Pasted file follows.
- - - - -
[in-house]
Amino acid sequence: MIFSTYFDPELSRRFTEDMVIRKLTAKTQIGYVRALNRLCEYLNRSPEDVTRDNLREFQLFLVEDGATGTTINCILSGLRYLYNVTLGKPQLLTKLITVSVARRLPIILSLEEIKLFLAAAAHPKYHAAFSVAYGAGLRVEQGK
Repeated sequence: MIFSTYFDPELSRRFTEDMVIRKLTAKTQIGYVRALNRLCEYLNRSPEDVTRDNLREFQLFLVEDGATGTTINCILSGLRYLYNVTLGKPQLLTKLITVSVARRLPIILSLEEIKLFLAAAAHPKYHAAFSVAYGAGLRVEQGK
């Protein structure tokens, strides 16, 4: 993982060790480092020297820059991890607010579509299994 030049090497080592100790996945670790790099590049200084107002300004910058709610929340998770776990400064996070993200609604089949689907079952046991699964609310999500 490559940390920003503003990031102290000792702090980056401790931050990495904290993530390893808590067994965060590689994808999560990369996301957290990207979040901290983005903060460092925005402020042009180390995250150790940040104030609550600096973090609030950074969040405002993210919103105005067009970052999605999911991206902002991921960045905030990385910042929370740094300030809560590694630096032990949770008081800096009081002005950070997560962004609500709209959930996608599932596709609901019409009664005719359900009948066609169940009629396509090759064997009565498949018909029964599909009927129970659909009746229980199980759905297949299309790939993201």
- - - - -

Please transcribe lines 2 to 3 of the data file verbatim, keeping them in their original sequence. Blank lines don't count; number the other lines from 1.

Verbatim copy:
Amino acid sequence: MIFSTYFDPELSRRFTEDMVIRKLTAKTQIGYVRALNRLCEYLNRSPEDVTRDNLREFQLFLVEDGATGTTINCILSGLRYLYNVTLGKPQLLTKLITVSVARRLPIILSLEEIKLFLAAAAHPKYHAAFSVAYGAGLRVEQGK
Repeated sequence: MIFSTYFDPELSRRFTEDMVIRKLTAKTQIGYVRALNRLCEYLNRSPEDVTRDNLREFQLFLVEDGATGTTINCILSGLRYLYNVTLGKPQLLTKLITVSVARRLPIILSLEEIKLFLAAAAHPKYHAAFSVAYGAGLRVEQGK